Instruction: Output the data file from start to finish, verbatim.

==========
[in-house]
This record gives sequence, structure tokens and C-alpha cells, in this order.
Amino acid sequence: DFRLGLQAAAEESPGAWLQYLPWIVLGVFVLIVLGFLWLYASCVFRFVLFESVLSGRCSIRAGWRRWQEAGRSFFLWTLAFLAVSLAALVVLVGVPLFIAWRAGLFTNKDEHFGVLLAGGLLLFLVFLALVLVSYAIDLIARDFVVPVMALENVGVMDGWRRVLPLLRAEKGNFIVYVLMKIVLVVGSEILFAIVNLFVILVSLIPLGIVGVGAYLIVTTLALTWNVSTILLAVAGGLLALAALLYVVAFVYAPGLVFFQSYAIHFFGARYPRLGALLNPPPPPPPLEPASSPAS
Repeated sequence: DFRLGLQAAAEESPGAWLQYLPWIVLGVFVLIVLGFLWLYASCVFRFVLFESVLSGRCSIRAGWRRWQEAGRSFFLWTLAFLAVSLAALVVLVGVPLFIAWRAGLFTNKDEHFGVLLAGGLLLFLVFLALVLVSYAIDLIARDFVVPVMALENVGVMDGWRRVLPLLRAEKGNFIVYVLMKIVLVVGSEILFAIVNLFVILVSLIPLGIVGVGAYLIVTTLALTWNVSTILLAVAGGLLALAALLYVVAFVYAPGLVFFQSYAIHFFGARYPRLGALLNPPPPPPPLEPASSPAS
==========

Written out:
[in-house]
This record gives sequence, structure tokens and C-alpha cells, in this order.
Amino acid sequence: DFRLGLQAAAEESPGAWLQYLPWIVLGVFVLIVLGFLWLYASCVFRFVLFESVLSGRCSIRAGWRRWQEAGRSFFLWTLAFLAVSLAALVVLVGVPLFIAWRAGLFTNKDEHFGVLLAGGLLLFLVFLALVLVSYAIDLIARDFVVPVMALENVGVMDGWRRVLPLLRAEKGNFIVYVLMKIVLVVGSEILFAIVNLFVILVSLIPLGIVGVGAYLIVTTLALTWNVSTILLAVAGGLLALAALLYVVAFVYAPGLVFFQSYAIHFFGARYPRLGALLNPPPPPPPLEPASSPAS
Repeated sequence: DFRLGLQAAAEESPGAWLQYLPWIVLGVFVLIVLGFLWLYASCVFRFVLFESVLSGRCSIRAGWRRWQEAGRSFFLWTLAFLAVSLAALVVLVGVPLFIAWRAGLFTNKDEHFGVLLAGGLLLFLVFLALVLVSYAIDLIARDFVVPVMALENVGVMDGWRRVLPLLRAEKGNFIVYVLMKIVLVVGSEILFAIVNLFVILVSLIPLGIVGVGAYLIVTTLALTWNVSTILLAVAGGLLALAALLYVVAFVYAPGLVFFQSYAIHFFGARYPRLGALLNPPPPPPPLEPASSPAS